“So No One Will Know I’m Afraid”
“So No One Will Know I’m Afraid” is from Severo Sarduy’s novel in stories FIREFLY (Archipelago Books). Sarduy (1937 – 1993) is one of the most well-known Cuban writers of the 20th Century: poet, author, playwright, and critic of Cuban literature and art. In 1972 his novel COBRA won the Medici Prize.
Sarduy went to the equivalent of high school in Camagüey and in 1956 moved to Havana, where he studied medicine. After the Cuban revolution he worked for pro-Marxist newspapers and then moved to Paris in 1960, where he became involved with the intellectual community surrounding the philosopher François Wahl, with whom he was openly involved.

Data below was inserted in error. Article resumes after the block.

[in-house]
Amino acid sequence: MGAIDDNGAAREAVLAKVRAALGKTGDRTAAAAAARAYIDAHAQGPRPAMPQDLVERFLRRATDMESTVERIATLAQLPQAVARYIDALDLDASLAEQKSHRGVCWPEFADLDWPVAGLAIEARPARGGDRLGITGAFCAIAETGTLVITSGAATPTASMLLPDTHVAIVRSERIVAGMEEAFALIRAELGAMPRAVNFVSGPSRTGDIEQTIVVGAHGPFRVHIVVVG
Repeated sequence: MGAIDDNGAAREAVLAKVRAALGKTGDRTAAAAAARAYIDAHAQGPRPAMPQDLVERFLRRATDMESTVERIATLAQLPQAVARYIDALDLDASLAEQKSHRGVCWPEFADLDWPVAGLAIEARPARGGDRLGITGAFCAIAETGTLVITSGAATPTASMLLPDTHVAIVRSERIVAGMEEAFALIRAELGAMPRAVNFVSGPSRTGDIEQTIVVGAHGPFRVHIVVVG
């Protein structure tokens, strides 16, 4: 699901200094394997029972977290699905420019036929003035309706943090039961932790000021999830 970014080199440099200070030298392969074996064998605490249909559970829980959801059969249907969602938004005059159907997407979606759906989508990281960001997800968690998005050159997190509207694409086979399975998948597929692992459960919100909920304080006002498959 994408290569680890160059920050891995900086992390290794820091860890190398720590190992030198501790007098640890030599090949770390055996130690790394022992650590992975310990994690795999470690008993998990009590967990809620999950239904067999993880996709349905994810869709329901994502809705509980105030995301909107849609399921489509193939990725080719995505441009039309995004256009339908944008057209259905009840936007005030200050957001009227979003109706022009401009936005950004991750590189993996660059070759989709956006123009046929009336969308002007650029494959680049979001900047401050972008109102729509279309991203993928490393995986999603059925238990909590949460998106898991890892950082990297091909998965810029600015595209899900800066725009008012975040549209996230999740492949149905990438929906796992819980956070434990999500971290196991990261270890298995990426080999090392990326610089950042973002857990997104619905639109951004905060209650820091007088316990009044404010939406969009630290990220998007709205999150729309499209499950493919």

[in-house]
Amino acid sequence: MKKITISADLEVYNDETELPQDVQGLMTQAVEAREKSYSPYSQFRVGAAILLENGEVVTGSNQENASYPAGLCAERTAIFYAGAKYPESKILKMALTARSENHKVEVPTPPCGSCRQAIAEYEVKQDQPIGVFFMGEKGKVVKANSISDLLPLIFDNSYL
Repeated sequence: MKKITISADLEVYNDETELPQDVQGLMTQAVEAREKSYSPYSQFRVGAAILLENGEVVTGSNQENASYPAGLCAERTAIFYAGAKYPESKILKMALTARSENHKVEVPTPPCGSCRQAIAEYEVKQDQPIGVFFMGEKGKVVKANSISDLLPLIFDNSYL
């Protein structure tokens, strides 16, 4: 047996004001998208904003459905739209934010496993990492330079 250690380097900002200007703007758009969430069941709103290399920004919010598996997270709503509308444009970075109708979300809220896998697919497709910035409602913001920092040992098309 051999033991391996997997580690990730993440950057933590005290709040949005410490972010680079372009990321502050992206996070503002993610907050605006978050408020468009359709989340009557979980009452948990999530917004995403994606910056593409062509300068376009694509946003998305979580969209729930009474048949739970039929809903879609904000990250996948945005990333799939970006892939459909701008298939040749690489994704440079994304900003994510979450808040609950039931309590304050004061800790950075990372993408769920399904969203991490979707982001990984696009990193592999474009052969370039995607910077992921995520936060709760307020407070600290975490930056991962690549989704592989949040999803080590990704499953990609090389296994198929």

FIREFLY is a dream-like evocation of pre-war Cuba, replete with hurricanes, mystical cults and slave-markets. The story is the coming-of-age of a precocious and exuberant boy with an oversized head and underdeveloped sense of direction, who views the world as a threatening conspiracy. Told in breathless and lyrical prose, the novel is a loving rendition of a long-lost home, a meditation on exile, and an allegory of Cuba’s isolation in the world.
“Sarduy is the master of wordscapes that dip, shake, and explode.”
—Jerome Charyn, New York Times Book Review
“Severo Sarduy has everything…so brilliant, so funny, and so bewilderingly apt in his borrowings, his derivations, as well as in his inventions, his findings, he leaves one breathless, like a shot of rum.”